Report Shows That Sexual Assault Numbers Tripled


By Ellie Reinhardt


Public Safety released its annual Security and Fire Safety Report on Wednesday, Oct. 1st, which indicated several variances from the 2013 report, most notably, an increase in the number of forcible sexual offenses from five in 2012 to seventeen in 2013. 

The report defines forcible sexual offenses as “[a] sexual act directed against another person, forcibly and/or against that person’s will; or not forcibly  or against the person’s will where the victim is incapable of giving consent. This includes forcible rape, forcible sodomy, sexual assault with an object, and forcible fondling.” 

In the all school email from Director of Public Safety Elizabeth Burchard, the increase of forcible sexual offenses was outlined, as was the possibility that this increase may have emerged from an increased effort to encourage victims to report incidents of sexual misconduct.

“While the increase in reports of sexual violence is an area of particular concern, it may be a consequence of our efforts to encourage individuals to report violations. Middlebury will continue to engage in education and prevention efforts related to sexual assault,” Burchard wrote.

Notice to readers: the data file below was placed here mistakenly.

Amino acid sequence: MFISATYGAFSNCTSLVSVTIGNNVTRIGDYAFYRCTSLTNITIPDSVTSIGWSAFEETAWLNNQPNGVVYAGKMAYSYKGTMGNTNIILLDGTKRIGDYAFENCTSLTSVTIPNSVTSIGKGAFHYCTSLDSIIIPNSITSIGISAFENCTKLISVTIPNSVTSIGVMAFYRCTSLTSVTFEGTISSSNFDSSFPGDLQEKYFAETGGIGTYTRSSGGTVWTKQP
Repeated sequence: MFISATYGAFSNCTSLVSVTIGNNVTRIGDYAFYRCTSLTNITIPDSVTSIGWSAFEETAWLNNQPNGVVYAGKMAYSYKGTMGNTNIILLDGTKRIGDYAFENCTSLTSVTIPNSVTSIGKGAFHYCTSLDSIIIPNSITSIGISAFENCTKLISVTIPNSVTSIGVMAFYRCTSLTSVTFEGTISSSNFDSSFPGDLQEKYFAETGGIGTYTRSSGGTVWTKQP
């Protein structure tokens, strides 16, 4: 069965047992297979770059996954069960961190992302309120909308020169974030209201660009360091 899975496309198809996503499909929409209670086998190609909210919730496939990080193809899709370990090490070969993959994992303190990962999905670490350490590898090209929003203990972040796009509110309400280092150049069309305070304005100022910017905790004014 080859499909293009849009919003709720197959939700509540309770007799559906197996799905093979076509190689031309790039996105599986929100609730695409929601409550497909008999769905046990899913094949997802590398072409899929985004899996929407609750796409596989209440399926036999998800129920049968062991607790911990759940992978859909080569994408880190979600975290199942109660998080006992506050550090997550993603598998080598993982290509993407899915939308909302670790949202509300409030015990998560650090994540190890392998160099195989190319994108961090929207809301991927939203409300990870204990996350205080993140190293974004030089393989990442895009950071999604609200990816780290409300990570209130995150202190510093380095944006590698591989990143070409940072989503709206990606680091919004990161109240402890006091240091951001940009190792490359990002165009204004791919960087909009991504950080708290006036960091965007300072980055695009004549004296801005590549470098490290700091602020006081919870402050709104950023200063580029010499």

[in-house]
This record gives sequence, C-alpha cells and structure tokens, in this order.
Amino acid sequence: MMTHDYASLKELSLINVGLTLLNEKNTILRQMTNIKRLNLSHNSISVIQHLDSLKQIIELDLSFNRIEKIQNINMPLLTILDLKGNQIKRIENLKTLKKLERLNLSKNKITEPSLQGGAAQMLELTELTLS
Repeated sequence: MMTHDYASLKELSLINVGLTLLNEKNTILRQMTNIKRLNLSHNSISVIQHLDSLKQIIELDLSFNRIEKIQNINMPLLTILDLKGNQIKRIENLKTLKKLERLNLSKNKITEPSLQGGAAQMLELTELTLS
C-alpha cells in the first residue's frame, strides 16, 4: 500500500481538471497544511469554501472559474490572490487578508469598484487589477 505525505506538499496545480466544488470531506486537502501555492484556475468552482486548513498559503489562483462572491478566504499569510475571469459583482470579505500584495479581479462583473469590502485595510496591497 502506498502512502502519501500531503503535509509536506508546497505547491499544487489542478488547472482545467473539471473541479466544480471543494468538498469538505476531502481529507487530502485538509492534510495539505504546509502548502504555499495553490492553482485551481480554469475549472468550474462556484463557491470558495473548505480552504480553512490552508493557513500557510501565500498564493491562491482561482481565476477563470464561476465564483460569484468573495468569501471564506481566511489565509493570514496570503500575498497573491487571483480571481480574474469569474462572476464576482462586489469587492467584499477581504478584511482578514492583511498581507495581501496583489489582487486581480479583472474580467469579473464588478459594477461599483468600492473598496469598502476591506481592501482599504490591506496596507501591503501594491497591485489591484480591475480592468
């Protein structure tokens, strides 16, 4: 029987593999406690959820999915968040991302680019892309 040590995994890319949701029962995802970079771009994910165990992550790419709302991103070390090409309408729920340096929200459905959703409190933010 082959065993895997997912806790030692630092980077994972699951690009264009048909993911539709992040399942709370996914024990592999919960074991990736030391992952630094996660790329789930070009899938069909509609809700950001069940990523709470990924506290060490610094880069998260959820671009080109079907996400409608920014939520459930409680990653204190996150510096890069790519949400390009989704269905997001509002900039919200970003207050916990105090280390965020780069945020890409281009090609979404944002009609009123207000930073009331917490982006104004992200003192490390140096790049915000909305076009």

However, the increasing number of reported assaults does not seem to be a trend that only the College has been dealing with. According to the Boston Globe, which released an article, “Sexual assault reports climb at area Colleges,” on Oct. 6,“forcible sexual offenses” rose nearly 40 percent between 2012 and 2013 at two-dozen of New England’s largest colleges. 

The article also noted that the increase, according to safety specialists, reflects an unprecedented national awareness of the problem of sexual assault, which has  encouraged more victims to come forward. The Clery Act, in particular, requires colleges to issue a report on Oct. 1st of each year with all the statistics of alleged crimes. 

Despite the notion that the increase stems from more victims coming forward and reporting, the jump from five to fifteen is nevertheless concerning. However, college officials remain optimistic that this truly does reflect an increase in reporting. 

“The message of zero tolerance for sexual violence is being heard on local and national levels,” said Dean of the College Shirley Collado. “We are cautiously optimistic that these numbers mean our efforts to increase awareness and make reporting more acceptable to victims of sexual assault are working.” 

“Middlebury has actively encouraged the reporting of sexual violence in all of its forms and has established policies and systems to make the process easier and more supportive,” she continued. 

However, not all students are as optimistic that the College has done anything to make reporting easier and that this report reflects that.